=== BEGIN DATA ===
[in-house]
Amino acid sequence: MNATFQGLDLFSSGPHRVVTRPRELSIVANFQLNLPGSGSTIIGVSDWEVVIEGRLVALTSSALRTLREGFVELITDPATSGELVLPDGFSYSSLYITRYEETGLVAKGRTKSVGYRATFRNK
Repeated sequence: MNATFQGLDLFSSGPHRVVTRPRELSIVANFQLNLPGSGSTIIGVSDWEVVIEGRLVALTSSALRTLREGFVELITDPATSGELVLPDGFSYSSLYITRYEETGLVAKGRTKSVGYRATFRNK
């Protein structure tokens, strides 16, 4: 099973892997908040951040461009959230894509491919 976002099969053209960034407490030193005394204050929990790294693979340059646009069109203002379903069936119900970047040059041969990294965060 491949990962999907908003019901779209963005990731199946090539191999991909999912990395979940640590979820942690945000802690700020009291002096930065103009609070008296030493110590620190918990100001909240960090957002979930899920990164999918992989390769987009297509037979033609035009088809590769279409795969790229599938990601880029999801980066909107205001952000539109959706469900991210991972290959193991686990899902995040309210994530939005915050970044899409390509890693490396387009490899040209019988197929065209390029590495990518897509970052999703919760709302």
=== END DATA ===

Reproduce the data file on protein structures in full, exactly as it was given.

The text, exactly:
[in-house]
Amino acid sequence: MNATFQGLDLFSSGPHRVVTRPRELSIVANFQLNLPGSGSTIIGVSDWEVVIEGRLVALTSSALRTLREGFVELITDPATSGELVLPDGFSYSSLYITRYEETGLVAKGRTKSVGYRATFRNK
Repeated sequence: MNATFQGLDLFSSGPHRVVTRPRELSIVANFQLNLPGSGSTIIGVSDWEVVIEGRLVALTSSALRTLREGFVELITDPATSGELVLPDGFSYSSLYITRYEETGLVAKGRTKSVGYRATFRNK
């Protein structure tokens, strides 16, 4: 099973892997908040951040461009959230894509491919 976002099969053209960034407490030193005394204050929990790294693979340059646009069109203002379903069936119900970047040059041969990294965060 491949990962999907908003019901779209963005990731199946090539191999991909999912990395979940640590979820942690945000802690700020009291002096930065103009609070008296030493110590620190918990100001909240960090957002979930899920990164999918992989390769987009297509037979033609035009088809590769279409795969790229599938990601880029999801980066909107205001952000539109959706469900991210991972290959193991686990899902995040309210994530939005915050970044899409390509890693490396387009490899040209019988197929065209390029590495990518897509970052999703919760709302």